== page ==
Millions of people around the world live with breathlessness due to underlying conditions. It’s a problem that’s rarely recognised or even discussed, yet has a major impact on their lives.
Simply put, these people can’t catch their breath. And when the problem gets worse it can lead to a crisis situation. In fact, it may be responsible for as many as 20% of ambulance trips to the hospital.
But people who suffer from chronic breathlessness could often manage the problem at home if only they were given support. This would avoid a potentially difficult experience for patients and prevent a lot of wasted health service time and money for emergency departments.
Traditionally the management of patients with lung, heart and neuro-muscular diseases has focused only on the underlying disease – for example, the emphysema – without routinely looking at the impact that being out of breath over months and years has on patients’ everyday lives, or how that can be helped.
Here at Hull York Medical School in the Wolfson Palliative Care Research Centre, we are carrying out research into breathlessness to positively impact the lives of those living with the symptom. We hope to enable patients to share their concerns about their ongoing breathlessness with doctors and nurses and for clinicians to ask patients routinely, and to share self-help techniques which can help relieve breathlessness.
An exploratory systematic review and meta-analyses of airflow for the relief of chronic breathlessness in people with advanced disease
Many people live with continuing distress and difficulties arising from breathlessness despite treatment given to the underlying disease which causes it. This project addressed whether airflow provides relief of chronic breathlessness in people with advanced disease.
Breathlessness RElief AT HomE (BREATHE)
We want to see if we could run a research study that tests if paramedics trained in breathlessness techniques is more effective for people in breathlessness crisis than usual care in easing breathlessness and help more people stay at home.
Breathlessness is distressing for people with heart failure, and, as the condition worsens, may persist despite the best treatment. It’s already known breathlessness is safely improved by low-dose morphine in other conditions, such as cancer and chronic obstructive pulmonary disease. In this study, we tested if medium-term morphine therapy helps with breathlessness in heart failure patients.
Breathe Well: Improving the sustained use of supported self-management strategies for living well with chronic breathlessness
Chronic (persistent) breathlessness restricts social lives and day-to-day tasks. Breathlessness services can support people to self-manage, but there is often a gap between knowing what to do and doing it - true for patients, carers and clinicians alike. The aim of this study is to understand how to better enable supported self-management for people living with chronic breathlessness and to develop an implementation strategy to achieve this.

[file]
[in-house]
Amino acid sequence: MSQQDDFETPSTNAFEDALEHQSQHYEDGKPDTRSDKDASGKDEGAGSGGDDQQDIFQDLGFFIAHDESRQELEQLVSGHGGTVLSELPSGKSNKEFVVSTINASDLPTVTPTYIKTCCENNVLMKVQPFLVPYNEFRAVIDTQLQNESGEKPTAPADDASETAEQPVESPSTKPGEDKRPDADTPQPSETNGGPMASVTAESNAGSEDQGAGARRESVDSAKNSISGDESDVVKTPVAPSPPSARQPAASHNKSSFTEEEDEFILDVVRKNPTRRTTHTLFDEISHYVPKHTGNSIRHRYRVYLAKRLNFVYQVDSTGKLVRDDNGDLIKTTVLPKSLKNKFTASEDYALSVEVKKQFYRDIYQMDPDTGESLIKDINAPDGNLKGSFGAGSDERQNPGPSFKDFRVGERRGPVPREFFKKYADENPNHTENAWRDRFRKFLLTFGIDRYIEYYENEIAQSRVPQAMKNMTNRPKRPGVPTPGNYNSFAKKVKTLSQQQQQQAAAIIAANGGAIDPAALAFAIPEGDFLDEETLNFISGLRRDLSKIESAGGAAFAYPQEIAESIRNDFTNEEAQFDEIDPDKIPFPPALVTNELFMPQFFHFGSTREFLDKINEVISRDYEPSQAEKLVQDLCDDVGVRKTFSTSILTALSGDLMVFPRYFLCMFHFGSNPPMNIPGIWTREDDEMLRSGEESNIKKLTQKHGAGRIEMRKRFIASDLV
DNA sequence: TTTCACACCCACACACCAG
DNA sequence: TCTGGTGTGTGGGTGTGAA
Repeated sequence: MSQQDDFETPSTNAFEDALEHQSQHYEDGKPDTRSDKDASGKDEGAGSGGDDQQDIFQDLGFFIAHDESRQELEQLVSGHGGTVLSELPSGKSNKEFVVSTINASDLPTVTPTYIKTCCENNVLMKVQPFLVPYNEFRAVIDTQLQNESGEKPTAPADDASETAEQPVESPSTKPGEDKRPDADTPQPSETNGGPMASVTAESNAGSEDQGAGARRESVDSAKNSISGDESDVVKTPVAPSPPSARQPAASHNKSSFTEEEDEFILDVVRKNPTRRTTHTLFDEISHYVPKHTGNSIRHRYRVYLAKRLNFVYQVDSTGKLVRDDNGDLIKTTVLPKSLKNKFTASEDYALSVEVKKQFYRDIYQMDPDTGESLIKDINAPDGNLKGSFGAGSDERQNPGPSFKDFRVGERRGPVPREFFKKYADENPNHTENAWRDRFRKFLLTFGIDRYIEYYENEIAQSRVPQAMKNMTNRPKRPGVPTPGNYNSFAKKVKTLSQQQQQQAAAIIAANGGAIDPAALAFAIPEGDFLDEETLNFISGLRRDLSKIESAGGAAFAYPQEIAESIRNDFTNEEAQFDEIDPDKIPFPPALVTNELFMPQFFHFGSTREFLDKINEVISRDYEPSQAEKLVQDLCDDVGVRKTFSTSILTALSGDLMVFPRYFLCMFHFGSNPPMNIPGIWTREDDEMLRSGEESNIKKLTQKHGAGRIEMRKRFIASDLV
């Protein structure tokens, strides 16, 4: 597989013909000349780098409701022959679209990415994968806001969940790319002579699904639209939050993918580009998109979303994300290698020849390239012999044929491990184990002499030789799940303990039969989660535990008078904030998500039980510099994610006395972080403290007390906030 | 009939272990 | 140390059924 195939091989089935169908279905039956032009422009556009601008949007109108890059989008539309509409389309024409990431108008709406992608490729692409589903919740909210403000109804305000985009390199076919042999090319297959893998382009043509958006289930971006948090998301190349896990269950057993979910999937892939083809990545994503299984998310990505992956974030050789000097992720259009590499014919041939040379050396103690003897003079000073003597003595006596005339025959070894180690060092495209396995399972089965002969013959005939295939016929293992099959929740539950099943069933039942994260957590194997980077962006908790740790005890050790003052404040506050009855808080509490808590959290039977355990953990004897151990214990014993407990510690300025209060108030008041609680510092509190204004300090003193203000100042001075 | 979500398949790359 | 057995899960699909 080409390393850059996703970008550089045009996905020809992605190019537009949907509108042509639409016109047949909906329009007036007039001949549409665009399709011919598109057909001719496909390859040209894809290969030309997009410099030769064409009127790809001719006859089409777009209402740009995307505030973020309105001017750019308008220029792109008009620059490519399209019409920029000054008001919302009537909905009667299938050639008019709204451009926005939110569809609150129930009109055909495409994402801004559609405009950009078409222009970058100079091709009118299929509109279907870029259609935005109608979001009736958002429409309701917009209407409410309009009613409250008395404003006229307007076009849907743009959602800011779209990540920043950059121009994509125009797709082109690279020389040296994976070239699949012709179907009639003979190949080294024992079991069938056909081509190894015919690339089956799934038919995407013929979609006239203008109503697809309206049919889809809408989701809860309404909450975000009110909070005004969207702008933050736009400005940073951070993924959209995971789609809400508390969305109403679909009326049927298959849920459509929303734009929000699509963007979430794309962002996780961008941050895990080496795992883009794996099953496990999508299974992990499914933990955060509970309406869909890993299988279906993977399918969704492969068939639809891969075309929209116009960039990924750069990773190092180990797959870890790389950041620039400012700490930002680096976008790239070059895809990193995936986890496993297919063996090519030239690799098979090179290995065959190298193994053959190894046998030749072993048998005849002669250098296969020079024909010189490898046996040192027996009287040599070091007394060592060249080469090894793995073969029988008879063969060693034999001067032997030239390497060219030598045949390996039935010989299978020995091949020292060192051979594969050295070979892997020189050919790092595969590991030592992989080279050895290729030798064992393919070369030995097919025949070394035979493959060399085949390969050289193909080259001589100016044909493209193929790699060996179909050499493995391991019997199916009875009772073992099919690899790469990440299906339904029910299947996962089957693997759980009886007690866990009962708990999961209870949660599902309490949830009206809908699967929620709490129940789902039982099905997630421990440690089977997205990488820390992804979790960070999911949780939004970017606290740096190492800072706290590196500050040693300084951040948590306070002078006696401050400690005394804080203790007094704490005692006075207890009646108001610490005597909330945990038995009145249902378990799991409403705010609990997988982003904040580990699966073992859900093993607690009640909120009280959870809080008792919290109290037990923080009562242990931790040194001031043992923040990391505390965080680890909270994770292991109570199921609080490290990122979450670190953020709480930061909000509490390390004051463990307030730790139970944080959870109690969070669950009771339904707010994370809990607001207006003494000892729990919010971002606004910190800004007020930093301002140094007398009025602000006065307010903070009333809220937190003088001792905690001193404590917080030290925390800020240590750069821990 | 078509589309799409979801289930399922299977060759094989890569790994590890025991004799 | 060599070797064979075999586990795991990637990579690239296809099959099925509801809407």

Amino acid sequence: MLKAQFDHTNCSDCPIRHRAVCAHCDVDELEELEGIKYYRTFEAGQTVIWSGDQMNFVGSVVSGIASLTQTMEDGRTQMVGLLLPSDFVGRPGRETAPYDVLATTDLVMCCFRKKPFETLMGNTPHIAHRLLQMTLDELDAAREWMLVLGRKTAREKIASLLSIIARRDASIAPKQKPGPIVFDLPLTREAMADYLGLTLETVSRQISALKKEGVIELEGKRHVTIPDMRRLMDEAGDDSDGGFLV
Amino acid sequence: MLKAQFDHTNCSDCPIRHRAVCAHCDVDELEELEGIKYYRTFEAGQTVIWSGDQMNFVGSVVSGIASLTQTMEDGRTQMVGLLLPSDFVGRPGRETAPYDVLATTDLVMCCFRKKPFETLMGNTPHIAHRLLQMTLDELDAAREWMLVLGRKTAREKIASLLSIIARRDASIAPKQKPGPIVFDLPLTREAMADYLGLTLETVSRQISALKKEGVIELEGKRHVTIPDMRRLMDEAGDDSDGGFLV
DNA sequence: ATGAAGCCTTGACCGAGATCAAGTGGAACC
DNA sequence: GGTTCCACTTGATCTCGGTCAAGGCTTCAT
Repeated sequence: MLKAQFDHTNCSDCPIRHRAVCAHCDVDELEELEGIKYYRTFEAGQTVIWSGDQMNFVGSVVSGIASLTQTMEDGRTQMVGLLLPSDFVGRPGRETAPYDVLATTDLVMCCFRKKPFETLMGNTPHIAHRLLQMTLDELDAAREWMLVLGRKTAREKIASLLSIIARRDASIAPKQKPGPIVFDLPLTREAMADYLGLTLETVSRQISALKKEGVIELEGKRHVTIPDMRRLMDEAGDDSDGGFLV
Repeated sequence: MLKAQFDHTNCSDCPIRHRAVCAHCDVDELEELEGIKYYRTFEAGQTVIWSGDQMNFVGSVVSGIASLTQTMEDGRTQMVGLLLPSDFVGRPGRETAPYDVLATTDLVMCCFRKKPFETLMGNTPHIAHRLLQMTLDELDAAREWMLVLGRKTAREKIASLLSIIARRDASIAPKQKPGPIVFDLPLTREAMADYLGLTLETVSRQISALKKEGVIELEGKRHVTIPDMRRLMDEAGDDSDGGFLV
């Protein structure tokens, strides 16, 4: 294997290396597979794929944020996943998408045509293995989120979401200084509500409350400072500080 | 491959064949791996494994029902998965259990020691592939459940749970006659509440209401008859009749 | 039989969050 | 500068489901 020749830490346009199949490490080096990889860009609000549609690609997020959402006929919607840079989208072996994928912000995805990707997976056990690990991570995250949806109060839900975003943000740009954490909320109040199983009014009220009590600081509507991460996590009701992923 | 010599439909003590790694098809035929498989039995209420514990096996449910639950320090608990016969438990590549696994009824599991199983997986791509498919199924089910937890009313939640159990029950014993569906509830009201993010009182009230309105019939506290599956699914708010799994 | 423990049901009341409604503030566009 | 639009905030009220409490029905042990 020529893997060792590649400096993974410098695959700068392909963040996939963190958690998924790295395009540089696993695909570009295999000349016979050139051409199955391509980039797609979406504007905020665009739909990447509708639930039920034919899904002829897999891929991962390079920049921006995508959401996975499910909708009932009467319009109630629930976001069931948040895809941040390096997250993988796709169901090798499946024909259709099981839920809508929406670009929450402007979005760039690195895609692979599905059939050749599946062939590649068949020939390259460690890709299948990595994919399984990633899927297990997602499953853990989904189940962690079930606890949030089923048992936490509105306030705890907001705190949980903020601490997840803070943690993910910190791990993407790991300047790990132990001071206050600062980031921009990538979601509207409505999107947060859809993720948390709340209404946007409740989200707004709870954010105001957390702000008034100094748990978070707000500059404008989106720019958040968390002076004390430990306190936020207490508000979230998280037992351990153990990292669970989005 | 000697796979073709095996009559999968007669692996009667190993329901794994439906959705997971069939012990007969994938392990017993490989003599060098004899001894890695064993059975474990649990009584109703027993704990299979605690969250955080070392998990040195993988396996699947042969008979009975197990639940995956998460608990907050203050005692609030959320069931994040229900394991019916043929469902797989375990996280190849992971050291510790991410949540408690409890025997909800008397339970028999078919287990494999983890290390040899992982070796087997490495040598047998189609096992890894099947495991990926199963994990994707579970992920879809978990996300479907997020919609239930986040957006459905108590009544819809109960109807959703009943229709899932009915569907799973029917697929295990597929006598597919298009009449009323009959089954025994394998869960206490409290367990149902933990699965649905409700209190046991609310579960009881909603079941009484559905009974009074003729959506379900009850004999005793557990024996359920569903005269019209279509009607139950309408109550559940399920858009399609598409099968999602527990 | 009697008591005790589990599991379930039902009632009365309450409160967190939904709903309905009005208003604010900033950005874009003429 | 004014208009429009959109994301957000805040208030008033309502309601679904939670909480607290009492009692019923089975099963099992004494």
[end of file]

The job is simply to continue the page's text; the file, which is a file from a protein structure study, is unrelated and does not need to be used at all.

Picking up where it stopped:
Bringing breathlessness into view
People living with breathlessness find their experience hard to describe to others. The aim of this project is to make an exhibition to show the public what it is like living with breathlessness.
Breathlessness and presentation to the emergency department: a survey and clinical record review
Breathlessness is a frequently occurring symptom of cardiorespiratory conditions and is a common cause of emergency department presentation. The aim of this study was to estimate the prevalence of acute-on-chronic breathlessness as a cause for presentation to the major emergencies area of the emergency department.
This project addresses the uncertainties relating to the design and conduct of a substantive phase 3 randomised controlled trial to evaluate a complex breathlessness intervention in patients with idiopathic pulmonary fibrosis (IPF) and chronic breathlessness.
Calming Hand and Fan Feasibility trial (CHAFF)
This study looks at two options to help relieve breathlessness: a hand-held battery operated fan designed to give cool airflow to the face, and the Calming Hand, a simple breathing strategy that could help reduce anxiety that often occurs with breathlessness.
ExacQual Study: Understanding people's experiences of exacerbations
Exacerbations of COPD are very distressing for patients and have long term consequences for their health. We want to explore patients and carers experiences, expectations and understanding of exacerbations and their help-seeking behaviour related to their exacerbations.
Living with breathlessness: systematic review and qualitative synthesis
Living with breathlessness can be very difficult, affecting every area of life. However, there are things that can do to make life easier. This project reviewed the large body of research on breathlessness to understand how patients' quality of life can be improved.
Morphine and Breathlessness (MABEL)
Chronic breathlessness is common and very disabling in people with heart and lung conditions and cancer. We want to see if 10 to 20mg per day of oral morphine is better than dummy capsules at improving breathlessness.